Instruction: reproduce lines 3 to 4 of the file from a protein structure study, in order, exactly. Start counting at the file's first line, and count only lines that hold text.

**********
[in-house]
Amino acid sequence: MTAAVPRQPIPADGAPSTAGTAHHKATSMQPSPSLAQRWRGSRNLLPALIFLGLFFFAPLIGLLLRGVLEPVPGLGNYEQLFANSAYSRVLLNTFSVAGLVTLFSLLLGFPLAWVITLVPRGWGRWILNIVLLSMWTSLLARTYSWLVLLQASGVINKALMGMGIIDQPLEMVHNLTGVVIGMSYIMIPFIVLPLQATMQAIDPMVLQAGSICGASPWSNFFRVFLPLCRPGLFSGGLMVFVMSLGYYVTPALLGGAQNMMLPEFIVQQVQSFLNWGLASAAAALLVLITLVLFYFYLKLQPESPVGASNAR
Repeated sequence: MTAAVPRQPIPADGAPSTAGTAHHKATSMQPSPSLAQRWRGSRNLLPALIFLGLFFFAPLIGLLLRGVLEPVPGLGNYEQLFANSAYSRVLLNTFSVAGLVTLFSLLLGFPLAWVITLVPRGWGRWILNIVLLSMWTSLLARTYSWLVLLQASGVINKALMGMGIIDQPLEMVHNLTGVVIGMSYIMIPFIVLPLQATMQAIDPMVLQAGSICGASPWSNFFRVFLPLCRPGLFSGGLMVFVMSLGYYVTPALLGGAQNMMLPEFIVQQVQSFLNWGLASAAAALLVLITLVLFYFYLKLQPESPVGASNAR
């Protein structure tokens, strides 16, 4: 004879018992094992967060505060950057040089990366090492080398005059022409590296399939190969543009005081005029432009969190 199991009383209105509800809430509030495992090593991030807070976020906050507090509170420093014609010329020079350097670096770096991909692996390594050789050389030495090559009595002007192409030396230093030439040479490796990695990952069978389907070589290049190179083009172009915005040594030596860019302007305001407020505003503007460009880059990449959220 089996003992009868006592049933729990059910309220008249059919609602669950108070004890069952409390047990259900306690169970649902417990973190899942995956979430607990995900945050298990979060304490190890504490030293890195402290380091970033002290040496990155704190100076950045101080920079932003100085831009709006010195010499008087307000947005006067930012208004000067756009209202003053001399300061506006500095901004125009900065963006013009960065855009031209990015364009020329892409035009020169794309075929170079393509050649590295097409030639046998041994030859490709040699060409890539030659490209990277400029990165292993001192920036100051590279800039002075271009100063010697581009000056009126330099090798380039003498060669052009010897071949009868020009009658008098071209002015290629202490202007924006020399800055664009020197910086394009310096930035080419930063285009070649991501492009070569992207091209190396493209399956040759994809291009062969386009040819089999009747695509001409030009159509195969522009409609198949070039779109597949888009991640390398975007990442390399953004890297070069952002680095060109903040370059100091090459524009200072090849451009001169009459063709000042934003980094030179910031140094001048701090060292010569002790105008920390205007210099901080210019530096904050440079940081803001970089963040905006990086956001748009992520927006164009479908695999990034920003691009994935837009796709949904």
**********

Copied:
Repeated sequence: MTAAVPRQPIPADGAPSTAGTAHHKATSMQPSPSLAQRWRGSRNLLPALIFLGLFFFAPLIGLLLRGVLEPVPGLGNYEQLFANSAYSRVLLNTFSVAGLVTLFSLLLGFPLAWVITLVPRGWGRWILNIVLLSMWTSLLARTYSWLVLLQASGVINKALMGMGIIDQPLEMVHNLTGVVIGMSYIMIPFIVLPLQATMQAIDPMVLQAGSICGASPWSNFFRVFLPLCRPGLFSGGLMVFVMSLGYYVTPALLGGAQNMMLPEFIVQQVQSFLNWGLASAAAALLVLITLVLFYFYLKLQPESPVGASNAR
């Protein structure tokens, strides 16, 4: 004879018992094992967060505060950057040089990366090492080398005059022409590296399939190969543009005081005029432009969190 199991009383209105509800809430509030495992090593991030807070976020906050507090509170420093014609010329020079350097670096770096991909692996390594050789050389030495090559009595002007192409030396230093030439040479490796990695990952069978389907070589290049190179083009172009915005040594030596860019302007305001407020505003503007460009880059990449959220 089996003992009868006592049933729990059910309220008249059919609602669950108070004890069952409390047990259900306690169970649902417990973190899942995956979430607990995900945050298990979060304490190890504490030293890195402290380091970033002290040496990155704190100076950045101080920079932003100085831009709006010195010499008087307000947005006067930012208004000067756009209202003053001399300061506006500095901004125009900065963006013009960065855009031209990015364009020329892409035009020169794309075929170079393509050649590295097409030639046998041994030859490709040699060409890539030659490209990277400029990165292993001192920036100051590279800039002075271009100063010697581009000056009126330099090798380039003498060669052009010897071949009868020009009658008098071209002015290629202490202007924006020399800055664009020197910086394009310096930035080419930063285009070649991501492009070569992207091209190396493209399956040759994809291009062969386009040819089999009747695509001409030009159509195969522009409609198949070039779109597949888009991640390398975007990442390399953004890297070069952002680095060109903040370059100091090459524009200072090849451009001169009459063709000042934003980094030179910031140094001048701090060292010569002790105008920390205007210099901080210019530096904050440079940081803001970089963040905006990086956001748009992520927006164009479908695999990034920003691009994935837009796709949904």